In reply to the point made by the hon. Member for Nuneaton (Mr. Olner), I believe that those all apply equally to the types of schools that he mentioned, but I would like to examine the point that he made to discover whether that is the case and what other assurances I am able to give him in the matter that he raised during the debate. I will do that and let him know when I have done so. The regulations require employers and the self- employed to undertake an assessment of risks to the health and safety of their employees and to others, such as members of the public, who may be affected by their work, and introduce measures necessary to comply with the requirements of the law. I cannot comment on matters before the courts, but it is well known that prosecutions are being pursued relating to the events at Lyme bay under existing law by the Crown Prosecution Service.

We therefore believe that further specific provisions for activity centres in that regard would not necessarily add rapidly or significantly to safety. They would undoubtedly take time to frame and implement--more time than the measures which we are currently implementing.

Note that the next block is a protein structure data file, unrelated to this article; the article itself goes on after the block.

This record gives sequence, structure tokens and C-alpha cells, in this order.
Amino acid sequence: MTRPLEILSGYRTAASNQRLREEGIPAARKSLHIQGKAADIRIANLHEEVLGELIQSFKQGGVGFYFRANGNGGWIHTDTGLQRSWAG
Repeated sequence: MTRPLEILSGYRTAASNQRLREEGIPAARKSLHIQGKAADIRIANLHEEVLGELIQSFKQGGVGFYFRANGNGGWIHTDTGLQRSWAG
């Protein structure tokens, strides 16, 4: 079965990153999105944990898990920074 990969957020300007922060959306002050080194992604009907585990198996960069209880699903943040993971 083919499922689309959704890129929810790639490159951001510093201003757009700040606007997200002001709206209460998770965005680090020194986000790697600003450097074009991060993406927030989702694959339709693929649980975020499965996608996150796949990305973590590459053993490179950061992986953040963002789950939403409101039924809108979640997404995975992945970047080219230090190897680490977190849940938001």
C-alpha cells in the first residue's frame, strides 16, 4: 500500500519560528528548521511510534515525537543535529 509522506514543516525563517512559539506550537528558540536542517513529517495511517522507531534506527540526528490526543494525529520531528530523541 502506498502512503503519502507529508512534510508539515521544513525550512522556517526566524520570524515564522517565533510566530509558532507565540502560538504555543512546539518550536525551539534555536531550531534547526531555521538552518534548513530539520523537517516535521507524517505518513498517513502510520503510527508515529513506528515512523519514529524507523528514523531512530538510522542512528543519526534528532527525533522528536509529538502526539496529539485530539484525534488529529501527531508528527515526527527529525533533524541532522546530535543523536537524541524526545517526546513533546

Given the range of existing provisions, there might be serious dangers that additional requirements--even of the kind outlined by the hon. Gentleman-- would add burdens on both suppliers and customers of services, including the schools themselves, increasing costs and possibly, therefore, acting as a deterrent to the provision of activities, which the hon. Gentleman conceded at the outset form such a valuable educational contribution to the curriculum of the schools.

Against that background, my right hon. Friend the Secretary of State set out the Government's alternative approach in the statement that he made last November. He announced the Government's programme of action, which consisted of a special programme of inspections of outdoor centres by the Health and Safety Executive and its expert inspectorate, and the provision of information from that programme. On the hon. Gentleman's point about their inspecting "only 100 centres", it is normal practice for the Health and Safety Executive, as it is with their factory and all other kinds of inspections, to look at the profile of the